Sheriff Ian Parkinson admitted systemic racism exists in San Luis Obispo County – a turnaround from last year, when he told a Tribune reporter he “never saw any indication that systemic racism exists in this county â.
Many see this as a positive step, albeit a bit late.
Still, the sheriff’s change of opinion annoyed some of his social media followers.
“I vomit !!!” a reviewer wrote on the Sheriff’s Office Facebook Page.
âI’m SMH (shaking my head) that Sheriff Parkinson would approve of this nonsense,â wrote another.
Then there’s this little gem that has racked up dozens of likes: âI understand the sheriff’s office HAD to do this and HAD to publish it. I’m sorry, but that’s hogwash.
The “it” refers to a recent report of the unit committee of the sheriff’s office.
This report, which the sheriff approved in a separate letter, finds that systemic racism “runs deep in culture, in positions of power and in every institution – local to national politics, poverty, criminal justice, housing, education, health care. , and many more in San Luis Obispo County.
What is the unity committee?
The sheriff’s office formed the unit committee in September last year, at the end of a long summer of protests against the murder of George Floyd and other racial injustices.
The group’s goal is to âcome together and identify issues of race, gender and sexual orientation that are occurring in San Luis Obispo County and identify strategies to change or improveâ.
The committee, made up of sheriff employees and community members, had worked quietly behind the scenes, until the report was released in late September.
The data-rich report documents what is already evident: In San Luis Obispo County, whites are overrepresented in leadership positions in local government, law enforcement, education, justice. … pretty much everywhere.
It points to traditionally inaccurate portrayals of historical figures, including images of a white Jesus at Mission San Luis Obispo.
He cites local examples of racism and anti-Semitism, such as graffiti, nooses, black faces and other incidents, many of which have already been well documented in the media.
And it includes several examples of microaggressions reported by individuals. Here are just a few:
- âBlack and Latino Cal Poly students – walking downtown, each wearing a Cal Poly sweatshirt. They were confronted by an older white woman who said, âYou are not a Cal Poly student. Take off that sweatshirt.
- âIn the same hour in the same cafe: A white student applied for an application at a cafe in downtown SLO and received a paper application, while a Latino student was told there was no had no vacancies.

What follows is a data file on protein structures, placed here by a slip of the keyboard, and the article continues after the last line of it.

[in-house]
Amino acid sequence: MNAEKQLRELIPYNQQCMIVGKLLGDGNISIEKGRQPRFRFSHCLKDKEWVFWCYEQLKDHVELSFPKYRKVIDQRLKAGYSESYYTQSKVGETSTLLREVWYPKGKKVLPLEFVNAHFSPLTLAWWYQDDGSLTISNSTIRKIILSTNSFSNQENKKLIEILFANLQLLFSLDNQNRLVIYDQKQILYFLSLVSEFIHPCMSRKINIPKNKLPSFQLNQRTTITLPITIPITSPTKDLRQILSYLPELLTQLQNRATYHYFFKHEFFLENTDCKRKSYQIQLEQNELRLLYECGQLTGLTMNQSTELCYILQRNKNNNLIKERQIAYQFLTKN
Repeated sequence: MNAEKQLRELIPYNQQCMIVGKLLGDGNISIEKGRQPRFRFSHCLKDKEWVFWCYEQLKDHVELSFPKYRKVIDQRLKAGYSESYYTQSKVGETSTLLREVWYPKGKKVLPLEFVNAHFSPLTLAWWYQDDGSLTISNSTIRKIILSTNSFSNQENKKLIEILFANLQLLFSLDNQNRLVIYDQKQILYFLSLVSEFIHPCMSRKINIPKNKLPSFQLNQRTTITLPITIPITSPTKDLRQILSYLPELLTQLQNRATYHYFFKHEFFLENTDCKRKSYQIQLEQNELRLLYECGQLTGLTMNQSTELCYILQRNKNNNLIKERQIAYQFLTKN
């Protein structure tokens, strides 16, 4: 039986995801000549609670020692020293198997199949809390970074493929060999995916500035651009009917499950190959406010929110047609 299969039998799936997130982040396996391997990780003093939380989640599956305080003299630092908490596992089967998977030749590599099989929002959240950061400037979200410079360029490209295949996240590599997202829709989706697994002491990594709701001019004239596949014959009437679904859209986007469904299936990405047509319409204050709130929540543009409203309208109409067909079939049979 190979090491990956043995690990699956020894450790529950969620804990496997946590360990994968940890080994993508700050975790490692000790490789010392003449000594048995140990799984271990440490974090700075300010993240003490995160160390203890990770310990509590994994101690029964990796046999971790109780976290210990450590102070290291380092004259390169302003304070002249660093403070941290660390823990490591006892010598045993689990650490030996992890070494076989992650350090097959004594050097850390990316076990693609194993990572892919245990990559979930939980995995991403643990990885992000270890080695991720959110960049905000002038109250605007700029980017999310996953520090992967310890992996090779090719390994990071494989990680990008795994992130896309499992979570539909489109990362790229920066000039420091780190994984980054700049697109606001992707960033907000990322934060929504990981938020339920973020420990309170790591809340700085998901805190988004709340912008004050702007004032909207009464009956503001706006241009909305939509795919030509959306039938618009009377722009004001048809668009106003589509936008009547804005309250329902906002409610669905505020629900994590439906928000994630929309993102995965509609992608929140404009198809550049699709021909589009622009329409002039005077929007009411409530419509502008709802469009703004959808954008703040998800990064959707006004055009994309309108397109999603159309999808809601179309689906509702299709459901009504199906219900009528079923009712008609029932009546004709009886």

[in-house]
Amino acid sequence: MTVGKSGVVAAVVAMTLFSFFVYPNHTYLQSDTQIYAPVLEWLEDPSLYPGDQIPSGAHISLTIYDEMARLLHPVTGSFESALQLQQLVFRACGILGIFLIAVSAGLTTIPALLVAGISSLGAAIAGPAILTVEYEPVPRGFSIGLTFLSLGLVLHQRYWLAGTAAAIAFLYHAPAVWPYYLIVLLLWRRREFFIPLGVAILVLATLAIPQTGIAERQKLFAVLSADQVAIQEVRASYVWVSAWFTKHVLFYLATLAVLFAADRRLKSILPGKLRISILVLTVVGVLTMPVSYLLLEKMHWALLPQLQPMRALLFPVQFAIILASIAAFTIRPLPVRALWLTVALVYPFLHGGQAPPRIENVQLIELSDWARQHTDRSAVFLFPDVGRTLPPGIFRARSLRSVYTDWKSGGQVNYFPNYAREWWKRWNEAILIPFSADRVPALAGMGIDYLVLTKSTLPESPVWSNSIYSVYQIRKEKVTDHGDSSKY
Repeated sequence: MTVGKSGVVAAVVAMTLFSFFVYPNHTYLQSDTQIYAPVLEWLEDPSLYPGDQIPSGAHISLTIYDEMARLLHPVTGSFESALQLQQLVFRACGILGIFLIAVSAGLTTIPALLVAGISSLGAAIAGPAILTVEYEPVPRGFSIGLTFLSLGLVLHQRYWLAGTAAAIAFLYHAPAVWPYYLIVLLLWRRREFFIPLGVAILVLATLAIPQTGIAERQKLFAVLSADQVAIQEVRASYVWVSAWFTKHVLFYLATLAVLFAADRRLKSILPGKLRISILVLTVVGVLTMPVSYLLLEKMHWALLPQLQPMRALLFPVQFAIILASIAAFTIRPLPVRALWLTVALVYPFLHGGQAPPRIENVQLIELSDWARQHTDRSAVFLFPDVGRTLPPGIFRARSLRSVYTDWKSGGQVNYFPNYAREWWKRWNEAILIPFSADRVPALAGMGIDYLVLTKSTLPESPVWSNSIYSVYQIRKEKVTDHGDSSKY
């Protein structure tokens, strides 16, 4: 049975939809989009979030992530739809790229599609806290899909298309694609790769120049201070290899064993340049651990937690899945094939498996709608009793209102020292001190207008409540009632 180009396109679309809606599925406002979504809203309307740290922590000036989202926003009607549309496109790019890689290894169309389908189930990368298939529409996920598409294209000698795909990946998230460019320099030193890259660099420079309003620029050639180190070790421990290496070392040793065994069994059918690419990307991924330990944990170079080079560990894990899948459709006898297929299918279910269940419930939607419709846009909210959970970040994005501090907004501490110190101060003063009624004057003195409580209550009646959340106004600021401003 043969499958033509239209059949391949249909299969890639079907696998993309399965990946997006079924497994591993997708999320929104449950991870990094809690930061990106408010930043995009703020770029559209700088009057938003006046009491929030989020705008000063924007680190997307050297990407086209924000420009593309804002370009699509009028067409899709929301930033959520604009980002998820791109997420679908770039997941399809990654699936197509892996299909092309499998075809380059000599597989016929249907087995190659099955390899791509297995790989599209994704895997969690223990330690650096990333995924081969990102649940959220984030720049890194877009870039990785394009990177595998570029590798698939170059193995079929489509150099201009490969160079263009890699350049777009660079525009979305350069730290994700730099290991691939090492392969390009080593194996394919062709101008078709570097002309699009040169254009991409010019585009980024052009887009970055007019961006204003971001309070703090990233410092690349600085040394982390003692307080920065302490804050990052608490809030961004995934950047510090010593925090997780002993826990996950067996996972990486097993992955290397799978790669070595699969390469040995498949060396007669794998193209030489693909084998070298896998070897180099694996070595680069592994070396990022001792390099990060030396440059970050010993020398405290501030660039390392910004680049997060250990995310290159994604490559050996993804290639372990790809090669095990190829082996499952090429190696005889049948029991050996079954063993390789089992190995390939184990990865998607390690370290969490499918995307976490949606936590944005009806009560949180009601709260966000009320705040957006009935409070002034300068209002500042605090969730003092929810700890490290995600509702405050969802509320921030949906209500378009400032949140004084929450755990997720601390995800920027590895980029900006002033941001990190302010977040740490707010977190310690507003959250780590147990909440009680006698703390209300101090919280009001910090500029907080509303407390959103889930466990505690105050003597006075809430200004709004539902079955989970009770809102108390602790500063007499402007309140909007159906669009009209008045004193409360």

- Cal Poly teacher to Asian American student: “Wow, you speak very good English.” Student: âI was born and raised in Berkeley. “
What happens next?
With the exception of personal accounts, much of the information in the report is already available, in census data, historical records, newspaper articles and other sources.
Still, it helps to compile this in one place.
There is even more value in having the approval of a conservative, tidy sheriff.
Could the sheriff have done more?
It would have been more powerful if Parkinson had called a press conference to announce the results, rather than limiting his thoughts to a carefully crafted letter.
More powerful if the sheriff and the unit committee had held high-profile listening sessions throughout the county, to pull together even more research for the report by engaging in open dialogue with the community.
More powerful if there was a specific action plan for SLO County, rather than four rather vague goals:
- Increase public exposure of people of color in leadership and influencing positions / careers … by providing positive examples and role models for young people.
- Encourage young people of color to take leadership positions in the county.
- Investigate and combat the increase in hate crimes against racial and religious minorities.
- Research and develop strategies to fight against the mistrust of citizens (in particular of migrants and non-native English speakers) and of the police.
But this is a first step, and we will do it.
We commend Sheriff Parkinson for signing and approving the work of the committee, and we encourage him to continue this outreach and make himself available to marginalized members of our community whose stories may not cross his office. daily.
Likewise, we look forward to more work by the Unity Committee which will hopefully include engagement with local communities and more specific recommendations, both for law enforcement and other agencies. .
As for the enemies, don’t mind them, sheriff.
Let them âthrow upâ, nod and wallow in their anger, bitterness and disappointment. Their aggressive cynicism and blatant denial of the reality of others doesn’t help make this county a better place, and it deserves no attention.
Systemic racism is real.
It exists in the county of San Luis Obispo.
And it’s time for all the leaders here who haven’t yet done so to join Sheriff Ian Parkinson not only to recognize him but also to do something about it.
This story was originally published October 1, 2021 at 5:00 a.m.